Updated: Saturday, January 8, 2005
on Web Site
Confused by Search Engines?
Read our book on Using Search Engines
Inaugural Day Protest Planned
It's peaceful, easy to participate, and getting tons of play around the net this weekend. Here's the email passed on to us as a news tip:
We note that millions can be counted as taking part in this protest without even realizing it: The sorry state of the economy limits spending at close to zero most days anyway...
Ain't Technology Grand?
Letter of the week from a reader who noted our piece on microwave ovens interfering with warless links like the one built into our recently acquired "would-have-been -a-desktop-on-steroids-last-year" notebook computer:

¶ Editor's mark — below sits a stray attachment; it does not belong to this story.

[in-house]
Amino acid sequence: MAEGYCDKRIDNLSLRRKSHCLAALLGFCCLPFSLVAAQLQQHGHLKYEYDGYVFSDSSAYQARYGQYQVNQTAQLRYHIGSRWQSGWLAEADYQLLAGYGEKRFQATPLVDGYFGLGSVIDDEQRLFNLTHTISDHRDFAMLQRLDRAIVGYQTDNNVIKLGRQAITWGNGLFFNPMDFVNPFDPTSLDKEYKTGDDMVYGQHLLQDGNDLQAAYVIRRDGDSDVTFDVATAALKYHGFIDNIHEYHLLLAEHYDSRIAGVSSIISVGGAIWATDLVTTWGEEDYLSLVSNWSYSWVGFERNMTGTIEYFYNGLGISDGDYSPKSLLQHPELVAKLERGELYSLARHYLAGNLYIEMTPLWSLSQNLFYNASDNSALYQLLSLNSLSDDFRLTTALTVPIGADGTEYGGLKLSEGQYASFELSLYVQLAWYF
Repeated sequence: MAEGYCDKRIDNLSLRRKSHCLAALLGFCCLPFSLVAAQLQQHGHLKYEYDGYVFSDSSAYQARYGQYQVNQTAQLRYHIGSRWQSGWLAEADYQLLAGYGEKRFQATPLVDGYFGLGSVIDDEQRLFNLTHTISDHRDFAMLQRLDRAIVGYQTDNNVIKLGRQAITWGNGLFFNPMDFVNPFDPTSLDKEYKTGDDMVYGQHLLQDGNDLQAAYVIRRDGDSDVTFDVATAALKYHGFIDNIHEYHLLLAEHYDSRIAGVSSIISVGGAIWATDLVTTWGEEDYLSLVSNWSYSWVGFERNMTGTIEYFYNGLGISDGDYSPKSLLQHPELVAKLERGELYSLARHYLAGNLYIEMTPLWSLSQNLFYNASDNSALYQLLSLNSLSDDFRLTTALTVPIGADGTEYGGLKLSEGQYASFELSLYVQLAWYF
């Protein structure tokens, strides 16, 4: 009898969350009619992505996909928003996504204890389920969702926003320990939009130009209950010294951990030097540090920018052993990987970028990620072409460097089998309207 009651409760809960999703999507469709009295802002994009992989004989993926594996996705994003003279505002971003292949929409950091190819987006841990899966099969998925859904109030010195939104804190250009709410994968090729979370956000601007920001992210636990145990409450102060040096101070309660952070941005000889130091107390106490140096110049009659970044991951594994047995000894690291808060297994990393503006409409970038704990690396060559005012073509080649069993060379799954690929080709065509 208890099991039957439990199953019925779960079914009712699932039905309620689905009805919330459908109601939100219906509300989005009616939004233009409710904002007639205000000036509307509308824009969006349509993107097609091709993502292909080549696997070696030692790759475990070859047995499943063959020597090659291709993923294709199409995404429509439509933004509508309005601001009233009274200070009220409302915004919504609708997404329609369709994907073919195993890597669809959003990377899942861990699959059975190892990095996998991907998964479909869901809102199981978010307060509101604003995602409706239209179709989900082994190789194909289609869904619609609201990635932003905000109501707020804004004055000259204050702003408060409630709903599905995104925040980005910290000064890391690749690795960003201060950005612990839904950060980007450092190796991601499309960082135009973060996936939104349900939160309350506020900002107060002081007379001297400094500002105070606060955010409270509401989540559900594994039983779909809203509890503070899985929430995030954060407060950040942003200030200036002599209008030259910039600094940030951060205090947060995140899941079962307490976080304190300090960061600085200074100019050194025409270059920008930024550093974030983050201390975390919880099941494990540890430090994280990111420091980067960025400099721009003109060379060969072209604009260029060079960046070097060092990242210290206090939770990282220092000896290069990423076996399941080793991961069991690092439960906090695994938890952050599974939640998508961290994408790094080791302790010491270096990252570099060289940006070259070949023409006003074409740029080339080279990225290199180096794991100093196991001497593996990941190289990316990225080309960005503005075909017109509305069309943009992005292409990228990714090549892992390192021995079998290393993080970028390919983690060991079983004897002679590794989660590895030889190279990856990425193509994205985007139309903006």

Truly another reader who "gets it." If you're new to this site, run out and buy a copy of Joseph Tainter's seminal work, "The Collapse of Complex Societies" as a backgrounder. Amazon also lists some other titles to think about adding to your reading list if you are beginning to wonder if there maybe aren't some logical limits to complexification of life here on the small planet:
Remember, we're not Latter Day Luddites around here. Rather, after reading Tainter's book (a couple of times now) we have to wonder what future archeologists will think as they go through our landfills and find our technological remnants. From the Recycle Minnesota web site, http://www.recycleminnesota.org/Buy%20Recycled/computers_3_7.html " we read that
Hallelujah, will this make for perplexing archeological digs in a few thousand years. Like the old saying goes, World War III will be fought with nuclear missiles and bio-weapons. World War IV will be fought with sticks and spears....
South Pole Trouble